Language translators are in a world of their own. Our task involves meticulous preparation and quality checks before the final touches are put. We have a small set of applications and online tools that we use to check the quality of our work.
It’s quite possible that these tools have repeatedly saved you from working all night. I know I definitely fall in this category, as I use CAT and other tools on a daily basis! By automating my workflow and helping with checks and other things, these tools and applications have helped me spend more time focusing on the more important stuff.
One thing that I’m always interested in – leveraging more useful apps for translation. It makes a ton of sense to me because the tools I use are actually helping me to be more productive and deliver quality work for clients.
Recently, I’ve come across a fascinating topic: the role of visualization in helping translators to come up with more accurate and creative translations. And that’s the idea behind this article.
The Role of Visualization in Translation
So, as I was looking for more options to try out, I found this paper called “Translation through Visualization.” It was written by a professor from Johannes Gutenberg University in Germany, who talked about one important aspect in professional translation: problem-solving.
Let’s face it, the job of a translator involves a lot of problem-solving, and this is where we need to be good.
According to the document, one thing that could help translators to solve problems more effectively is visualization.
Let me give you a simple example.
Let’s suppose that you’re translating a technical manual involving a complex engine. Obviously, there are lots of different parts of that engine that you have to translate correctly, but, to do so, you need to understand how the entire machine works.
What an interesting project to work on, right?
Sure, the best way is to refer to pictures, schematic drawings, videos, and other visuals depicting the engine. By analyzing them, you can actually understand the role of each component, therefore, be in a better position to deliver a more accurate and quality translation.
We use visuals to communicate complex machines because our mind is good at processing them. In fact, about 65 percent of the population are visual learners, so they prefer to learn and remember information through visual communication.
So, chances are that you’re one of them, too, so you’d appreciate some visuals to aid with delivering quality translation.
In addition to helping with the accuracy, visuals are also great at fostering creativity in translation. For example, looking at a situation, object, person, poster, or whatever can inspire to come up with a creative translation.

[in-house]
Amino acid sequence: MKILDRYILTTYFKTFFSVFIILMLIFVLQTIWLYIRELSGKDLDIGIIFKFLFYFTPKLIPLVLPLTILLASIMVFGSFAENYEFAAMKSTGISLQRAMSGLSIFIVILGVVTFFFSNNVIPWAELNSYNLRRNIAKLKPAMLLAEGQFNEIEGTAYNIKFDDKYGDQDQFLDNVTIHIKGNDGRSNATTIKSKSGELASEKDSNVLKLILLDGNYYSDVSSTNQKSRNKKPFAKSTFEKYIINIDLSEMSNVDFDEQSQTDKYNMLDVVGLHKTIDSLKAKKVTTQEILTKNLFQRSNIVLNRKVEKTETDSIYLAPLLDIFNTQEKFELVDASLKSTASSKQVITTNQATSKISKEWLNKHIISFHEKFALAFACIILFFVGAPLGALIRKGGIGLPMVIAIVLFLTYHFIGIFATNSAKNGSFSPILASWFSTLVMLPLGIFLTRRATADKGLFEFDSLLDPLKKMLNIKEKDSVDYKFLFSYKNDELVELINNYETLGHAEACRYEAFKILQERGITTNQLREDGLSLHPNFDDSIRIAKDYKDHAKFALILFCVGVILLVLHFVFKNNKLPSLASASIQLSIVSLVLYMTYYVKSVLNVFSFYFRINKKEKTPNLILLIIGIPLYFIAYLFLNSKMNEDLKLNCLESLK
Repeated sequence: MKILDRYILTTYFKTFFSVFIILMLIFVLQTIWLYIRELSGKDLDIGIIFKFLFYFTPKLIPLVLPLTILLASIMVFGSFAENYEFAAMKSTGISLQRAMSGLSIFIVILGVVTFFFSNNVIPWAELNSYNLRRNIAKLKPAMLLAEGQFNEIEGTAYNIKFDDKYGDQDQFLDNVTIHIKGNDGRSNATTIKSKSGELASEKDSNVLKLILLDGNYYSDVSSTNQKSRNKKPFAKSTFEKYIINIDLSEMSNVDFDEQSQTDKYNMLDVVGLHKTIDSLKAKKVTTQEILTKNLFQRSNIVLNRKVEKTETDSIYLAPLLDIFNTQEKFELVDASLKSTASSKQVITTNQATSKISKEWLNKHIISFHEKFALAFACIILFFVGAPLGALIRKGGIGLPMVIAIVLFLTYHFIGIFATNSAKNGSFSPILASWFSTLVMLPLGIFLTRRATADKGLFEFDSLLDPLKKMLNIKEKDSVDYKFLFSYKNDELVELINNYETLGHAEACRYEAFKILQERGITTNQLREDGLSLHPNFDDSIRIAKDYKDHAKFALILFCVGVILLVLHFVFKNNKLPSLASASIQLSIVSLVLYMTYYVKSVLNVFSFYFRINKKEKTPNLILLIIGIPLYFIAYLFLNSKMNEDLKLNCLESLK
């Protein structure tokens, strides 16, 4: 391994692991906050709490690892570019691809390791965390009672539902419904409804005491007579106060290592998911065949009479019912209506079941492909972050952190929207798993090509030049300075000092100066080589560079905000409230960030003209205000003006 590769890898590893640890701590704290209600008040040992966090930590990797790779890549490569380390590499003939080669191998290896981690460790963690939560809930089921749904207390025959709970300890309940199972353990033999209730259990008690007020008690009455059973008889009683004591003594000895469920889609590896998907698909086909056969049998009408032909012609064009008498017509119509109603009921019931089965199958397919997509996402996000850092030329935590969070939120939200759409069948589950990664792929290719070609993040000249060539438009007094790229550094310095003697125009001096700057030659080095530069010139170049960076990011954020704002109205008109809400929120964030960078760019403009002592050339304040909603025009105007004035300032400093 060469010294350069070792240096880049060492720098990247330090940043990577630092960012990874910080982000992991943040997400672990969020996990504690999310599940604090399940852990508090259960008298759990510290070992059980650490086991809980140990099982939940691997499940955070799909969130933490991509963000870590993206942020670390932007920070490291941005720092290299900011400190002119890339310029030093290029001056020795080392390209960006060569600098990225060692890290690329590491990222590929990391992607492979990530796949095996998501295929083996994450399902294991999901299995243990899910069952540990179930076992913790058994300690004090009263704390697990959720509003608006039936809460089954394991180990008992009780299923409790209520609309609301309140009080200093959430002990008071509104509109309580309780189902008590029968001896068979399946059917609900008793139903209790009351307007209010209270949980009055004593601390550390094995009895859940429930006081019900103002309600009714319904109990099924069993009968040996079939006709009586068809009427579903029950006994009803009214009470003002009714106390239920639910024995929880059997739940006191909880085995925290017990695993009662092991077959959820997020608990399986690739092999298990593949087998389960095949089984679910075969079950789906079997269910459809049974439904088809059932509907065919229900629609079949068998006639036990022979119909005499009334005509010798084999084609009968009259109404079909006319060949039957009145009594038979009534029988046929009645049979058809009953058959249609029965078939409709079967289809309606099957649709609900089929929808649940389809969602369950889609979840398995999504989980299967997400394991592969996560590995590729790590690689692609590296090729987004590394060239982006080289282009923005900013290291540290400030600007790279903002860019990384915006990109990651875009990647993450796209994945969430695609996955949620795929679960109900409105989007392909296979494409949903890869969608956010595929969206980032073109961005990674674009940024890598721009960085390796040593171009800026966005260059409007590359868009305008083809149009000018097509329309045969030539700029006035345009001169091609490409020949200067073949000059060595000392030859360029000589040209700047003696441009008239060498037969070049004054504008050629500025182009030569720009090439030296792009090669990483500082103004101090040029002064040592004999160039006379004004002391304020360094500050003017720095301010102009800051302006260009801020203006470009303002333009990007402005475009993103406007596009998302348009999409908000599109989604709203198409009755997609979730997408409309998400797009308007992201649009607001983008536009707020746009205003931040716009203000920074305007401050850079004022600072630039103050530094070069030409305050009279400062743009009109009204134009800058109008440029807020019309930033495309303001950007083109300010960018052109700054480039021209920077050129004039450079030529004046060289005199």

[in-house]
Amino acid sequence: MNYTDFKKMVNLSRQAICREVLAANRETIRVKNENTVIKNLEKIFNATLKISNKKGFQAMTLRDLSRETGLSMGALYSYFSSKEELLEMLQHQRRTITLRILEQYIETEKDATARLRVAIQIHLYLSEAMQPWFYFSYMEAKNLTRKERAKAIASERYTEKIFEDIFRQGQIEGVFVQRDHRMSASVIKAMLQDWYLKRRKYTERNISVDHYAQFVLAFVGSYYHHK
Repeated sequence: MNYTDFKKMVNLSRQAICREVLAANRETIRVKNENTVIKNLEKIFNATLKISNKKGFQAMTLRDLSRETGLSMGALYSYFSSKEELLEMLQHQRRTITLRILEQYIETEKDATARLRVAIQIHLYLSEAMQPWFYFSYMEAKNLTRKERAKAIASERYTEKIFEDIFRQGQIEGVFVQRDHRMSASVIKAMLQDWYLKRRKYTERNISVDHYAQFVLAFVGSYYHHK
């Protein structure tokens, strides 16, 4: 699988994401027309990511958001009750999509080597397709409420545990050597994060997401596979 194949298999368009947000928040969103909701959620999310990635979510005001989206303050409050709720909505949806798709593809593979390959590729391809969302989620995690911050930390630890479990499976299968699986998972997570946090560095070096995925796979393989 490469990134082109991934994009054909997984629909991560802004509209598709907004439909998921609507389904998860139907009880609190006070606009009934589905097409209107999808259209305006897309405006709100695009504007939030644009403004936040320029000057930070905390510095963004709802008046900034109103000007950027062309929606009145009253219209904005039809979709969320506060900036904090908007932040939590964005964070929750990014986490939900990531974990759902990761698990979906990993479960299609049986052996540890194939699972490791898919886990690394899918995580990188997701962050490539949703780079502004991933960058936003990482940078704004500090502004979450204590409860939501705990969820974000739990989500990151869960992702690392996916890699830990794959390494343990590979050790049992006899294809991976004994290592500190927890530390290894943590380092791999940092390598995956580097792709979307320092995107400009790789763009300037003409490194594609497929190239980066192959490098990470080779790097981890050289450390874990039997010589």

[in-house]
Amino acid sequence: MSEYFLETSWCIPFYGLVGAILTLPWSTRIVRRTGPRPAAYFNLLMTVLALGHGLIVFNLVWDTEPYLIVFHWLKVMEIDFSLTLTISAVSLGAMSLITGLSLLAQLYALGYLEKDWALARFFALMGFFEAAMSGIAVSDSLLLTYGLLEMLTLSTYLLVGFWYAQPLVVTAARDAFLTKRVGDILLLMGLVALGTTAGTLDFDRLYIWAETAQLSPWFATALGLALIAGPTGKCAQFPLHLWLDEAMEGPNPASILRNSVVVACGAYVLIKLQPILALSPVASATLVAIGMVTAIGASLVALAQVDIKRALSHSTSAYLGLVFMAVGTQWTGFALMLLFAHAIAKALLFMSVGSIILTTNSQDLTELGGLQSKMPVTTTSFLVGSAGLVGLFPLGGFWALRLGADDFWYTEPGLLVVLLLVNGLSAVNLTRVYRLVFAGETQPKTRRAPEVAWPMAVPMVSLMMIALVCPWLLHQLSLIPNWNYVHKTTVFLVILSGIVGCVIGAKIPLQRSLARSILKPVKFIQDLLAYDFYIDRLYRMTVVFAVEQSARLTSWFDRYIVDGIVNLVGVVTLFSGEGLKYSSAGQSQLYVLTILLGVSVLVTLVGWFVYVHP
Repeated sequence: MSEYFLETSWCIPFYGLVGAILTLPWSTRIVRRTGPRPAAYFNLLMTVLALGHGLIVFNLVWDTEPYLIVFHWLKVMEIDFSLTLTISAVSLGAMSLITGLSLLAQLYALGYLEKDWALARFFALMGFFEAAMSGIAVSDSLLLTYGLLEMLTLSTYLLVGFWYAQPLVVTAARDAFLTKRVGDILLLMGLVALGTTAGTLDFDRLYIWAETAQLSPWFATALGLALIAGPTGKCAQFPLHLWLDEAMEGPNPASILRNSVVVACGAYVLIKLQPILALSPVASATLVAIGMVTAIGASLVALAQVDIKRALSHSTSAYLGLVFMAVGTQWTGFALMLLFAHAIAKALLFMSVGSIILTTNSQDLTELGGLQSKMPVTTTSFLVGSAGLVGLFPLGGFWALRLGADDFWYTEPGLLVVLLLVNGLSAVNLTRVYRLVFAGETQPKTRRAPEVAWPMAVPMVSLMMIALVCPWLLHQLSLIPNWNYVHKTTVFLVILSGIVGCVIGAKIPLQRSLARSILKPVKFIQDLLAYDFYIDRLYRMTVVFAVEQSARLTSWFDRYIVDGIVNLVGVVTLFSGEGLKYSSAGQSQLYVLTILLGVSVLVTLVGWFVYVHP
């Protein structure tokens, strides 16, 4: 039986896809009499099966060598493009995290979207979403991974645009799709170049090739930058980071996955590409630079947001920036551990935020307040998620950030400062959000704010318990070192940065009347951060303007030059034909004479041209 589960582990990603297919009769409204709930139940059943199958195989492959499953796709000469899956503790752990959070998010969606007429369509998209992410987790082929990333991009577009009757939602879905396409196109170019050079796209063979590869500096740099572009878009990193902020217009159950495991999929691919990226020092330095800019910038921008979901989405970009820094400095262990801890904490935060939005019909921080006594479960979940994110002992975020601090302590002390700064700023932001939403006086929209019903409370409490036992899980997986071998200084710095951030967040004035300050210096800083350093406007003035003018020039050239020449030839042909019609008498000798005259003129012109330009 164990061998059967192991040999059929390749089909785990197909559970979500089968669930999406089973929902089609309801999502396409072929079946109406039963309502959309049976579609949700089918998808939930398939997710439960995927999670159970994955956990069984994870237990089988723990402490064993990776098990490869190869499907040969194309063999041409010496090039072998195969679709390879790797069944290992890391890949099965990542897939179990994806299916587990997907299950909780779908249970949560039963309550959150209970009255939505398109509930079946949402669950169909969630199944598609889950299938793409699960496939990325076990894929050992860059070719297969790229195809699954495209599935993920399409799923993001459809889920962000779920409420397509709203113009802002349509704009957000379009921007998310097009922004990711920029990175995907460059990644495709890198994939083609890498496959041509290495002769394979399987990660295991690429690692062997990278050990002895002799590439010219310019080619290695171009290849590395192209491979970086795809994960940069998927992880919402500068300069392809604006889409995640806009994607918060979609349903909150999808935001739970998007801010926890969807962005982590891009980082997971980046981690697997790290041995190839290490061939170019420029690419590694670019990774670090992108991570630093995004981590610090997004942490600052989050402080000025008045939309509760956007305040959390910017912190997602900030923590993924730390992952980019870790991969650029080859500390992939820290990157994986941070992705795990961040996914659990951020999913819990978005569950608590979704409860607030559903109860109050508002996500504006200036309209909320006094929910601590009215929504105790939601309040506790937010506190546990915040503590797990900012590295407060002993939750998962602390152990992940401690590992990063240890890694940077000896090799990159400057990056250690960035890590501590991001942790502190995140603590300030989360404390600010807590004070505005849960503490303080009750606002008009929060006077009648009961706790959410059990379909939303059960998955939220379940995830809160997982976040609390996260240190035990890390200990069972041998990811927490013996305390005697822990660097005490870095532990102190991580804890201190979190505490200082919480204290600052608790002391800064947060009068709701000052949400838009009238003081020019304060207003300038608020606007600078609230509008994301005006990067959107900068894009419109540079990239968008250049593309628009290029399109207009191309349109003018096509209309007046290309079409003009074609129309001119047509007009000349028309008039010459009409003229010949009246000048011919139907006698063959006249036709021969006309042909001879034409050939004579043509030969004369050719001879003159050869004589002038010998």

According to the document, a translator cannot always rely on words to capture the essence of something, so using visuals is an excellent tool for helping with that.
That’s why I decided to create this list of tools for visualization of data and text that you can use to extract meanings and make your work easier.
Data Visualization Tools for Translators
A Textexture project, InfraNodus has been created with one purpose: convert text and data into a visual summary for discovering insights. It works through a number of powerful network analysis algorithms and text analysis tools to generate a network graph, which the translator can use to improve their thinking process.
Using InfraNodus is actually pretty simple:
- Add a text or data to the tool (integration with Google, Twitter, Gephi, and Twitter are available, too)
- The tool converts the input into a graph where the connections between the co-occurrences in the textual content are shown
- The most important data or text are shown larger to help with navigation through the graph. The words with similar meaning or those that occur more often are grouped into separate clusters with unique colors
- Navigating through InfraNodus’s features is easy when the graph is complete. For example, by going to the Insight main menu item, you’ll get access to analytical features. You can use them to identify structural gaps in the graphs, understand meanings and contexts, and generate new ideas on how to approach translating the text
The experiences of translators with InfraNodus have been positive, too.
“After trying InfraNodus myself, I can say that it could be used to create easy-to-navigate mindmaps, visualize the notes that you made to reveal the main concepts,” says Janusz Gostkowski, a translator from TheWordPoint. “And, of course, I can visualize data to get help with understanding the context.”
“Here’s my advice: do your best not to cram lines in your visualization just for the sake of it,” shares Joanna Awona, a content localization expert from Profitner. “You might easily end up with tons of unrelated data points.”
One last thing: keep in mind that InfraNodus supports 7 languages: English, French, Spanish, Swedish, Russian, and Portuguese.